> > also, malware might set cookies. How terrible.
> >
> > I don't think this requires "cloud" anything. Either this is a real
> > threat that wasn't described at all, or it's someone puffing
> > themselves up with vulnerability reports. Also, a free drag-n-drop
> > project homepage? What's really going on here?
> >
> > -Paul
> >
> > On Fri, Apr 1, 2011 at 2:34 AM, TD Dave ThePirate
> > <tddavethepirate at gmail.com> wrote:
> > > Cross Cloud Injection Vulnerability in multiple vendors leads to
> > > Persistent Remote Root
> > > ________________________________________________________________________
> > > Global CWLS Alliance Virtual Security Research Team
> > > T.D. Dave
> > > Thu, 31 March 2011 22:22:15 UMT -0700
> > > ________________________________________________________________________
> > > [*] Vulnerability Type: APT, Remote Root, Arbitrary Code Execution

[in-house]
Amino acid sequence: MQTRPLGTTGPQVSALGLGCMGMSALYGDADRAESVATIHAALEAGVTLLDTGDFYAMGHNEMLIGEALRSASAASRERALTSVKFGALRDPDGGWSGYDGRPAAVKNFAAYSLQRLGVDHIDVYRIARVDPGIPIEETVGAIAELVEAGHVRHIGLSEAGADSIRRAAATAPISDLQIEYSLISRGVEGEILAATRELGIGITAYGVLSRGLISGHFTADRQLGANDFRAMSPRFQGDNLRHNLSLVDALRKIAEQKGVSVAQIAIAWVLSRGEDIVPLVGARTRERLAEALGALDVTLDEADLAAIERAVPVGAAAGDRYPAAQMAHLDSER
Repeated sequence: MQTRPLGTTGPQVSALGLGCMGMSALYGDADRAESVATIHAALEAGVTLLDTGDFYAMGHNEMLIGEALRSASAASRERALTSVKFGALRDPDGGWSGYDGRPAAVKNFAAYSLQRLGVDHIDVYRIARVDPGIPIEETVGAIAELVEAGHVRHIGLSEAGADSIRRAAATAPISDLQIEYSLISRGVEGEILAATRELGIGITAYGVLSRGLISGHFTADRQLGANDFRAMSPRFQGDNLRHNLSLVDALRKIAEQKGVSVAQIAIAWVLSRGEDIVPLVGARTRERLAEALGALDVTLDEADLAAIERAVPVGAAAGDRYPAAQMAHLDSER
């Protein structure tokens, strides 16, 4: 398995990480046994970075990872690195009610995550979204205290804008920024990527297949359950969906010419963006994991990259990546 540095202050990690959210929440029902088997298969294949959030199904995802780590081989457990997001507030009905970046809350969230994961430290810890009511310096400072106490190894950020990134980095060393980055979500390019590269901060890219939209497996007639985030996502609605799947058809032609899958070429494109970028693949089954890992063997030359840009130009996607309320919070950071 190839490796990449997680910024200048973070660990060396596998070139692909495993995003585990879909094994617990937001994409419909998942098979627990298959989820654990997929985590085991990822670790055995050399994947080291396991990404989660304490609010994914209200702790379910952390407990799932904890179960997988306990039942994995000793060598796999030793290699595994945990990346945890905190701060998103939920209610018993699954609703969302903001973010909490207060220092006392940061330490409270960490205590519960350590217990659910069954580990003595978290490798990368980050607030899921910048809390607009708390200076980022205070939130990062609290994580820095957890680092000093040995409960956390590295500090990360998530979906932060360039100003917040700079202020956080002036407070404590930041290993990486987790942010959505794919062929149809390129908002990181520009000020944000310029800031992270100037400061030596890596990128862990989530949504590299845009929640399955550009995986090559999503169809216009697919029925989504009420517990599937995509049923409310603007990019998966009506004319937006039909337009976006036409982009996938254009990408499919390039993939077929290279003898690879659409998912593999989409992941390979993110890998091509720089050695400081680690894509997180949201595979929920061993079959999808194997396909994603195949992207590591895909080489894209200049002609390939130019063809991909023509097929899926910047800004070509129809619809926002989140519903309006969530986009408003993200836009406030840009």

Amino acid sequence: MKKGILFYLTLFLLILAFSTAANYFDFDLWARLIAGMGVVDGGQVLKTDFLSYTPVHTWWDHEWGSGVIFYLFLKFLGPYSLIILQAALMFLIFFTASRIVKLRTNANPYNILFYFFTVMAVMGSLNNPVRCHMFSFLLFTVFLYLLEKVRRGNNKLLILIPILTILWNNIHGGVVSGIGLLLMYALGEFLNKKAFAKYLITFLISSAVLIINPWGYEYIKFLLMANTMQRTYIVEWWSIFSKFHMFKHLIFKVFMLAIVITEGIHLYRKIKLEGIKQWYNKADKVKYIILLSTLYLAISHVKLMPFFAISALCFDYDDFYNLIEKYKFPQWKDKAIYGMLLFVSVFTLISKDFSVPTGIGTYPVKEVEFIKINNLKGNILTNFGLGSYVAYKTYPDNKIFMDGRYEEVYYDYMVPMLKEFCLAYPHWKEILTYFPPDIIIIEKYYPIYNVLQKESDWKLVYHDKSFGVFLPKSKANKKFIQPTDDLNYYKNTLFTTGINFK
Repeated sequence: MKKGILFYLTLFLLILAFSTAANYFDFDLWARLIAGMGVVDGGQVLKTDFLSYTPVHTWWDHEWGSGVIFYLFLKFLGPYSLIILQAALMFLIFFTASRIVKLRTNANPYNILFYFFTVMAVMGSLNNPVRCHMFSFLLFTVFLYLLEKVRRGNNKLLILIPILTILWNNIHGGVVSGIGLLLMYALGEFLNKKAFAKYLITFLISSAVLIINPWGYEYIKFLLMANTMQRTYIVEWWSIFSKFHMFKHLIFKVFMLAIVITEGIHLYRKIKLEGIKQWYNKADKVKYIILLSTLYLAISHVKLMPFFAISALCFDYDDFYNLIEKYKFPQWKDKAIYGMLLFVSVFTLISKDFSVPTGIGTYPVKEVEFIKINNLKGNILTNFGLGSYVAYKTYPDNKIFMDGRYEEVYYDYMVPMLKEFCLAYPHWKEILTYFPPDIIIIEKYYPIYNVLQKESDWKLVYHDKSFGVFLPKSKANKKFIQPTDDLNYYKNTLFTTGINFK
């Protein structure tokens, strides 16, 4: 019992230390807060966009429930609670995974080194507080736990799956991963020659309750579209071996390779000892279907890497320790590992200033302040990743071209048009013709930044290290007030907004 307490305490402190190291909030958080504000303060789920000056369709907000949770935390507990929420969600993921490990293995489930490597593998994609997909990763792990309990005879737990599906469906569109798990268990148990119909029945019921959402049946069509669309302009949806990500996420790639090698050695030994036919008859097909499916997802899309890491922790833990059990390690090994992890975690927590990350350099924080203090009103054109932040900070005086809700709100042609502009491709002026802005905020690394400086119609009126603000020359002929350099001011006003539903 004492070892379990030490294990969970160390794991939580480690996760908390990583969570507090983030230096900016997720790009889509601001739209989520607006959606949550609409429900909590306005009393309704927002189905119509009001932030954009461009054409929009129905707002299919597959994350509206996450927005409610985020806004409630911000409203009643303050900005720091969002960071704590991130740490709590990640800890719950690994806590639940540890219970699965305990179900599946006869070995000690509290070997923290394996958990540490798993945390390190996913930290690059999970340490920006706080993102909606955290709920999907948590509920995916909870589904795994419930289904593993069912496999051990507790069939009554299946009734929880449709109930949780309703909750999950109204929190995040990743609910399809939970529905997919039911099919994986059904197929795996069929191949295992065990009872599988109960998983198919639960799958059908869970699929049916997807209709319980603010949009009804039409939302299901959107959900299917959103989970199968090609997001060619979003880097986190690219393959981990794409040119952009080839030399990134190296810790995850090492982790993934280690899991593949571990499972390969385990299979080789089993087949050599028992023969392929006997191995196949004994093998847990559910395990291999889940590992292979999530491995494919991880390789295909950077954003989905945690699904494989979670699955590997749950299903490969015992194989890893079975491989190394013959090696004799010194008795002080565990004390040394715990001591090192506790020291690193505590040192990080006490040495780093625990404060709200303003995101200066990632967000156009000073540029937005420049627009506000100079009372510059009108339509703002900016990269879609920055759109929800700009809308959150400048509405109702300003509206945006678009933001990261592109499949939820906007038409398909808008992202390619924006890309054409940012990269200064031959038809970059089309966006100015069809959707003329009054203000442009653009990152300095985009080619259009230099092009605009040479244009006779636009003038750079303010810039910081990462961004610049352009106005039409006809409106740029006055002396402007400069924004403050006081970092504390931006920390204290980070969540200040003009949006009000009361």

> > > [*] Vuln Class Name: Cross-Cloud Injection
> > > [*] Synopsis: Cross-Cloud Platform Arbitrary Code Injection
> > > [*] Affected Platforms: Cloud, SaaS
> > > [*] Affected Vendor: Multi-Vendor
> > > [*] Threat: Requires Authentication, but Widely Deployed
> > > [*] Severity: High Risk
> > > [*] Ease of Exploitation:: Trivial (2-4 hours)
> > > [*]Release Date::  3.31.2011
> > > [*] Issue fixed in version : Currently Exploitable
> > > [*] Vulnerability discovered by : T.D. Dave & CWLS VSR Team
> > > [*] CWLS VSRT: http://cwlsalliance.roxer.com/
> > > ________________________________________________________________________
> > >
> > > ::Overview::
> > > A critical new cloud-based attack vector has been discovered by the
> > > CWLS Alliance VSRT (Virtual Security Research Team).
> > >
> > > Using this new attack vector it is possible for an attacker to
> > > comprise multiple cloud-based platforms and script the execution of